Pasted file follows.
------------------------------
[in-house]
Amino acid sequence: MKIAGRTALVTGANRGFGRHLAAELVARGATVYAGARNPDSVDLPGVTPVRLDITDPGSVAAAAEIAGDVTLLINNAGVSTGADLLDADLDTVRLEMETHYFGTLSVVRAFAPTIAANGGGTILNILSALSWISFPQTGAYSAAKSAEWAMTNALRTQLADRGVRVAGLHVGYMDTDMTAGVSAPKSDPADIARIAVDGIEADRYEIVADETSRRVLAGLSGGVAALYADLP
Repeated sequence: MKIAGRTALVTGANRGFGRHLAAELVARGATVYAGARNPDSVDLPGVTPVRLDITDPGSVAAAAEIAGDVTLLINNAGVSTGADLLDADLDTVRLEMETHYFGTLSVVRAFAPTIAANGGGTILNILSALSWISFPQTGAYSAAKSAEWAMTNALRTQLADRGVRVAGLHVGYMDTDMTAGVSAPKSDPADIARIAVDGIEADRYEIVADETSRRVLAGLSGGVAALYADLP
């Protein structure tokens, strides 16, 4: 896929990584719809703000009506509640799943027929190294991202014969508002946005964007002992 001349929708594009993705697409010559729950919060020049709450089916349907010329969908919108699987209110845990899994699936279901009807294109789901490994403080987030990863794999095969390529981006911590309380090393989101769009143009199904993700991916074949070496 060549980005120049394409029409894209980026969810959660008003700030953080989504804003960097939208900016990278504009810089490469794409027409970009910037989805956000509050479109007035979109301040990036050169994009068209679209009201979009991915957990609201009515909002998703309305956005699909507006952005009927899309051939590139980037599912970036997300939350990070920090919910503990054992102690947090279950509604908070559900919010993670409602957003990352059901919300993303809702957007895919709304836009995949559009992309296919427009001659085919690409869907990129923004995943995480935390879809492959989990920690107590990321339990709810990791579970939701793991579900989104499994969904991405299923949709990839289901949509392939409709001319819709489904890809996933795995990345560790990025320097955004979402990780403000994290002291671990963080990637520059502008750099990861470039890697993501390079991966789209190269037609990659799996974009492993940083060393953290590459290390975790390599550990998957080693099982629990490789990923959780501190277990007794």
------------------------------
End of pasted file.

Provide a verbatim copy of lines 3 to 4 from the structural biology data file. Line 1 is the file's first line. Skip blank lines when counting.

Repeated sequence: MKIAGRTALVTGANRGFGRHLAAELVARGATVYAGARNPDSVDLPGVTPVRLDITDPGSVAAAAEIAGDVTLLINNAGVSTGADLLDADLDTVRLEMETHYFGTLSVVRAFAPTIAANGGGTILNILSALSWISFPQTGAYSAAKSAEWAMTNALRTQLADRGVRVAGLHVGYMDTDMTAGVSAPKSDPADIARIAVDGIEADRYEIVADETSRRVLAGLSGGVAALYADLP
């Protein structure tokens, strides 16, 4: 896929990584719809703000009506509640799943027929190294991202014969508002946005964007002992 001349929708594009993705697409010559729950919060020049709450089916349907010329969908919108699987209110845990899994699936279901009807294109789901490994403080987030990863794999095969390529981006911590309380090393989101769009143009199904993700991916074949070496 060549980005120049394409029409894209980026969810959660008003700030953080989504804003960097939208900016990278504009810089490469794409027409970009910037989805956000509050479109007035979109301040990036050169994009068209679209009201979009991915957990609201009515909002998703309305956005699909507006952005009927899309051939590139980037599912970036997300939350990070920090919910503990054992102690947090279950509604908070559900919010993670409602957003990352059901919300993303809702957007895919709304836009995949559009992309296919427009001659085919690409869907990129923004995943995480935390879809492959989990920690107590990321339990709810990791579970939701793991579900989104499994969904991405299923949709990839289901949509392939409709001319819709489904890809996933795995990345560790990025320097955004979402990780403000994290002291671990963080990637520059502008750099990861470039890697993501390079991966789209190269037609990659799996974009492993940083060393953290590459290390975790390599550990998957080693099982629990490789990923959780501190277990007794």